Bowling out violence in Pakistan
VSO volunteer advocacy advisor Becky Higgins explains why launching a campaign on gender-based violence (GBV) in Pakistan is so challenging. Despite the obstacles, she's working with a forum hoping to still celebrate 16 Days of Activism against GBV (25 November - 10 December) using cricket as a tool for change.
A challenging situation
Even before coming to Pakistan I knew that tackling a topic as contentious as gender based violence would be tough.
In the global rankings, according to the World Economic Forum's (WEF) 2016 Global Gender Gap Report, the country is the second worst in the world in which to be a woman.
Acts of violence against women and girls including sexual harassment, intimate partner or spousal abuse and harmful traditional practices (forced marriage, honour killings or ‘karo kari’ and tribal rulings of ‘revenge rape’) are reported in the media on a daily basis, but the true extent of the problem unreported or accepted.
Attempts by reformers to change current legislation are blocked by religious groups. Efforts to pass pro-women laws, such as the 2015 Punjab Protection of Women Against Violence Act are also stopped.
In this environment, advocacy on any human rights issue becomes extremely sensitive and the space available is constrained.
Coming together for change
A small but committed group of local organisations in the shrinking civil society, were - despite all the obstacles - committed to pushing for reforms in policing. That could have a significant impact on women’s lives.
That’s why I decided to come.
As an advocacy advisor I’ve been working through partner Rozan with a forum of over 40 organisations in the Pakistan Forum for Democratic Policing (PFDP)
For the past four months, we’ve been designing an advocacy campaign called Preventing Gender Based Violence Through Democratic Policing funded by AmplifyChange.
Breaking the silence
Pakistan today is a deeply patriarchal and conservative society, so discussing gender issues is complex.
Much of the debate surrounding women’s rights and GBV gets bogged down in intransigent clashes over religious or cultural beliefs which can often lead to women’s rights been dismissed as an outside or western imposition.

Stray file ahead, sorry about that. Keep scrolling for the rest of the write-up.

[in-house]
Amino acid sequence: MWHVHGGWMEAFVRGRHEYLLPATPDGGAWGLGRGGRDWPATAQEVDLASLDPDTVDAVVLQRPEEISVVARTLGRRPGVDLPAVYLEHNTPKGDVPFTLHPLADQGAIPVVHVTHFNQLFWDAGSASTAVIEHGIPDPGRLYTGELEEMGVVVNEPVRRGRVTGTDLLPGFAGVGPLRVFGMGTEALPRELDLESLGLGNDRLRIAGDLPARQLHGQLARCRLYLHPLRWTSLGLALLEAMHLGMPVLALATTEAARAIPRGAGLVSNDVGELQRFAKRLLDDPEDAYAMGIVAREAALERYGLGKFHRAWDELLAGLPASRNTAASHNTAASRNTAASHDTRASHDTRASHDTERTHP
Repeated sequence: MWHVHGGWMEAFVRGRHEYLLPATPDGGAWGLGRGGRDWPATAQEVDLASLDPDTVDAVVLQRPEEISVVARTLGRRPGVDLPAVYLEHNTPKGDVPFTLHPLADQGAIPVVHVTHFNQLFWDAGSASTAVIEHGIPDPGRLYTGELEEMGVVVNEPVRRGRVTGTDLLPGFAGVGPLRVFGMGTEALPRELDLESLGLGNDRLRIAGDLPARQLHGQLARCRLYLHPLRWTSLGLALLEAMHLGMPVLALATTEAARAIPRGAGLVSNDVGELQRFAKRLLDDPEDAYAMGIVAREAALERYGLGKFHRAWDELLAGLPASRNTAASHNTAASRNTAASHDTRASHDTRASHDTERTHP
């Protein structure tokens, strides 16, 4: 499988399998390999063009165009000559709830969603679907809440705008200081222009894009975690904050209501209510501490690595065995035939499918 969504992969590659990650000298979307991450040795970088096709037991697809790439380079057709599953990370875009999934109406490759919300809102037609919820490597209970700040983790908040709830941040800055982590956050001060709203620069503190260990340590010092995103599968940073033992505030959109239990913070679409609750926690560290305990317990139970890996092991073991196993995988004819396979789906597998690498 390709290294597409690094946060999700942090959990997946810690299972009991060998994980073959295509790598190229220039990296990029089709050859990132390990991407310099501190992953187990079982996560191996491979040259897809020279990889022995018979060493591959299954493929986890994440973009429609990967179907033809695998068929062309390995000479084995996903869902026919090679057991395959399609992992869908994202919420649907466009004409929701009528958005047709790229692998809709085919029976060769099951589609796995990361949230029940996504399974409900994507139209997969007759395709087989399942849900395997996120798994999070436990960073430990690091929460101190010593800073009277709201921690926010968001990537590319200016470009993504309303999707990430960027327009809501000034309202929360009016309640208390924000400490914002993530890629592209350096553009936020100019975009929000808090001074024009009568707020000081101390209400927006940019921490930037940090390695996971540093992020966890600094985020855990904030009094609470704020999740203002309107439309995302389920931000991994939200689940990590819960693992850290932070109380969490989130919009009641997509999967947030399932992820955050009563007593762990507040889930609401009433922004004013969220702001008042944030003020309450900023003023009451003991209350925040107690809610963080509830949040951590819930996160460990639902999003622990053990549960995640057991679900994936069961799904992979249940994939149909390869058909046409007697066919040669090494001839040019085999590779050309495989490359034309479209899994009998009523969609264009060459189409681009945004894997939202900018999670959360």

We wanted to shift the narrative and instead link these rights to something unifying that the country is proud of; cricket. With cricket comes the message of fair play and rights, supported by influential cricketers- and then equality wouldn’t be a hard leap.
Sensitivity is not the only hurdle, however.
A police partnership
The police in Pakistan are often regarded as corrupt and in the pay of influential backers rather than working for the needs of the community.
Much of the coverage of police depicts them in a hard - and often brutal - light.
Women are afraid of coming forward for fear they’ll be harassed - or in the case of rape, charged with adultery if insufficient evidence is provided to warrant a case of sexual assault. In Pakistan, proof requires the signatures of four male witness who actually witnessed the assault take place - an almost impossible task.
To make any inroads in increasing the understandably low numbers of reports to the police, I knew that as a first step we’d have to work towards improving community-police relations.
My Police for Me
That’s where the inspiration for My Police for Me came from.
We want to promote a more positive, accessible image of the police and support the positive elements within the police working for good.
That’s why for these 16 Days, we are encouraging a ‘selfie with a police officer’, using the hashtags #ThankYouOfficer, #HamariPolice #HamariRakhwalay (Our Police, Our Protectors).
We’ll also create space for the public to describe what they expect from their force to under the hashtag #MyPoliceForMe.
We’ll be working with police to record supportive, community-friendly messaging on women’s rights and reaffirm their pledge to protect so the message is reciprocal.
Throughout these global 16 Days of Activism on GBV PFDP Sindh members will be providing opportunities all across Sindh province for a police-community dialogue.
Sport for change
Cricket is just one of the ways we are looking to bridge the gap between community and police. Sport for social change is a very effective tool for uniting people over a common interest to raise awareness of an important cause and cricket is a big unifier in Pakistan.
So for a big finale, we will host a high profile cricket match between the police and community on Human Right’s Day (10th December 2017) alongside famous cricketers.
The aim is to bring the police and community together on neutral ground, in a non-traditional setting, to talk about a sensitive topic, raise awareness of the rights of women and the need for the community and police to come together to tackle such an endemic issue.
On a topic as pervasive as GBV, you have to push the boundaries.